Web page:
As curator of anthropology, Dirk is responsible for the museum’s artifact collection and is involved in its temporary and permanent anthropology exhibits. Dirk is an expert in human cultures; he curates the Museum’s Hall of the Americas and specializes in native American cultures like the Aztec and Maya.

Native American Heritage Month

November is Native American Heritage Month. As the Houston Museum of Natural Science prepares its new permanent installation, the John P. McGovern Hall of the Americas, we want to make every month Native American Heritage month. One of the main thrusts in the new exhibit will be to raise up Indigenous voices, and let them […]

Remembering the Past: 13 August 1521

Every year, from September 15 through October 15, people celebrate Hispanic Heritage Month in the United States. Let us remember that this year, 2021, marks the 500th anniversary of the Fall of Tenochtitlan, the Mexica capital. A modern inscription marks that event. One could argue that this marked the beginning of Hispanic heritage in the […]

From the Curator: Ancestors Lurking in the Shadows

Science tracks down the presence of elusive early humans. In the Houston Museum of Natural Science’s display on human evolution, there is a backlit mural representing our family tree. It goes back to 55 million years ago, and takes us all the way up to today, showcasing modern humans and all of our living primate […]

From Our Collections: Lucy is in the Building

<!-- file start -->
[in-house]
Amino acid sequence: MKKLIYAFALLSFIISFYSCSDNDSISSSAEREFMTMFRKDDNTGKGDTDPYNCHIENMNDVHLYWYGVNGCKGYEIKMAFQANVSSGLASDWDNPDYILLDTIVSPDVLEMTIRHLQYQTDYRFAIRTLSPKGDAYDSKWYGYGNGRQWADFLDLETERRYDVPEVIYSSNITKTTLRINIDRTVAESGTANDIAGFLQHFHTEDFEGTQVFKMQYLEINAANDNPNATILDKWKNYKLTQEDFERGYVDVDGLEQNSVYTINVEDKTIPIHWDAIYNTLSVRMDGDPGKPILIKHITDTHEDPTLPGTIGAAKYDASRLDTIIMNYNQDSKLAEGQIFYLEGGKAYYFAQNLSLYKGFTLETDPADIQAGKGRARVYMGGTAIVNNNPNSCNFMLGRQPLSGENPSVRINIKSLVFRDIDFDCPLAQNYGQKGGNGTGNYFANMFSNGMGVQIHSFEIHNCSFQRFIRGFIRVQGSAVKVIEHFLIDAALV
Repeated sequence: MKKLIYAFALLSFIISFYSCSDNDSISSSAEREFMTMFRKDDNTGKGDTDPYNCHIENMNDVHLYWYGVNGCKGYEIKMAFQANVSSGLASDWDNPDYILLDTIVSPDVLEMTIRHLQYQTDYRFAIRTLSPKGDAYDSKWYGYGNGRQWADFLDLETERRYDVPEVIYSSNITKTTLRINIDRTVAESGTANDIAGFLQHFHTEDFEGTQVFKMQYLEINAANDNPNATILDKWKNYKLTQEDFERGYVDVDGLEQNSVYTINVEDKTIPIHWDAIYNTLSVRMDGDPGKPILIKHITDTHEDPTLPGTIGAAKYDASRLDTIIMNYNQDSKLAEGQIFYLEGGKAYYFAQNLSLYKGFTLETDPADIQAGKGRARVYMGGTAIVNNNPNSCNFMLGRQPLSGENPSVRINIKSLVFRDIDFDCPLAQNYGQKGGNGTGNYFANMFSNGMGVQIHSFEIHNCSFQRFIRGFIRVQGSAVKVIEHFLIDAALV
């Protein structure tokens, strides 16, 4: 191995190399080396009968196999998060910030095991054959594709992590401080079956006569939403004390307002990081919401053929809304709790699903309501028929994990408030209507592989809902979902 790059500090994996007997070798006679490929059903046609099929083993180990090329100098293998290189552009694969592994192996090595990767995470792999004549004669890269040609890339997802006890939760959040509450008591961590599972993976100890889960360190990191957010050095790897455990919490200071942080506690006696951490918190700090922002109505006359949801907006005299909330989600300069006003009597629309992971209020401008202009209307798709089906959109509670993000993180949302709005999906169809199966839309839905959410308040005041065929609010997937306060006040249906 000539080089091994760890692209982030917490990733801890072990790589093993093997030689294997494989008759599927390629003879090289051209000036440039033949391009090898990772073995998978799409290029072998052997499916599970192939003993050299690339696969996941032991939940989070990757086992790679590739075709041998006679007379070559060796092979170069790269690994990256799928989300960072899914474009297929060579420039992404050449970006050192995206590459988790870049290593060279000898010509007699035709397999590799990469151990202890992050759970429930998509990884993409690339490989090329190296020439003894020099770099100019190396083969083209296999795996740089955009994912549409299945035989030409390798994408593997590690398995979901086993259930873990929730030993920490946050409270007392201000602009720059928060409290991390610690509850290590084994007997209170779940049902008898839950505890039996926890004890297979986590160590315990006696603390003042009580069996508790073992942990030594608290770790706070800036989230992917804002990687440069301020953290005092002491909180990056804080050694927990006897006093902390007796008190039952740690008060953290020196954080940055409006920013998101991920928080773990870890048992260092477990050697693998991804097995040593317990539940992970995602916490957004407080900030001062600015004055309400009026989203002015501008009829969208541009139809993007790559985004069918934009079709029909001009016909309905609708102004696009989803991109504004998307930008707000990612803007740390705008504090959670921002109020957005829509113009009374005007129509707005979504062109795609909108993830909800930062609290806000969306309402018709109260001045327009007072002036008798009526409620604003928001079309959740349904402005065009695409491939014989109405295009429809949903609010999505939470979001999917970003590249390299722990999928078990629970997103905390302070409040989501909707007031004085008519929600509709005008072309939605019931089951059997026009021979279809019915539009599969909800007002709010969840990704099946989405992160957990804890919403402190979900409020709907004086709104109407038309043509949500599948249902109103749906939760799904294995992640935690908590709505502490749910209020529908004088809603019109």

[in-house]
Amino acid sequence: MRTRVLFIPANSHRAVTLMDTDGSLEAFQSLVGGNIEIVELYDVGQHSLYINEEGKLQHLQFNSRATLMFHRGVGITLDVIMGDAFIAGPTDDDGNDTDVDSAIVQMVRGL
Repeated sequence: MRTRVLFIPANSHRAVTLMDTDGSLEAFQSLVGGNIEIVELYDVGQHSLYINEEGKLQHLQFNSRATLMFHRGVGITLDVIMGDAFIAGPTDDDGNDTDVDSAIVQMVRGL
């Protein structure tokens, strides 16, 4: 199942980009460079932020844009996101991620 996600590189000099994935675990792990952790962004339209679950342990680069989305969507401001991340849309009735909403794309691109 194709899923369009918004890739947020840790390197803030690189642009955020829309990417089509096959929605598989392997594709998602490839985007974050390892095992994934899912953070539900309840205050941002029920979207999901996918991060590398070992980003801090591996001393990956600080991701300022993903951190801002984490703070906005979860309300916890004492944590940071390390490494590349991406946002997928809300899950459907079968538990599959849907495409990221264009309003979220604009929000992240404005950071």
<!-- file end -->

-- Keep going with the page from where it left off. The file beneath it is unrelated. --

Those who are frequent visitors to the Morian Hall of Paleontology might have noticed that a familiar face has reappeared. The very last section of the exhibit hall now shows a life-sized version of a female Australopithecus afarensis. Not just any afarensis, mind you, but rather a fleshed-out model of the famous Lucy. One can […]

The First American Revolution of 1680

August 10 marks the anniversary of the Pueblo Revolt against the Spaniards. This took place in 1680 and resulted in the expulsion of the Spanish presence for a period of twelve years. The consequences of this revolt continue to today. New Mexico is home to nineteen Pueblos, all separate nations with their own government. They […]

From Our Collections: a Manangya katsina

Kachina dolls are familiar Native American museum objects. They appear in art galleries and anthropology exhibits alike, but they are often misrepresented, misidentified, and misunderstood. Even the term kachina leads to confusion; it is an Anglicized spelling of the Hopi word katsina (singular) or katsinam (plural). In the Hopi worldview, katsinam take on three different […]

From our Collections: Bee Mask from the Amazon

The anthropology holdings of the Houston Museum of Natural Science include an extensive collection of ethnographic materials from South America, to be precise, from the Amazon and Orinoco River basins. These basins cover an area of 2.5 million square miles (or roughly twice the size of India). This hot and humid environment is home to […]

From our Collections: Lakota Beaded Possible Bag

Among the Houston Museum of Natural Science’ collections of Plains Indian materials we find a Lakota beaded possible bag. The Lakota people are part of a confederation of seven related Sioux tribes, the Očhéthi Šakówiŋ or “Seven Council Fires.”  They are one of the Indigenous peoples of the Great Plains of North America. The Lakota […]

Maya Writing | How Ancient Texts Connect Us to People of the Past

When we survey the field of pre-Contact indigenous cultures in the Americas, the ancient Maya are by far the one we know the most about. Like other cultures, the Maya have left us a very rich archaeological record. We can excavate and investigate their cities; we can be awed by the extensive time depth of […]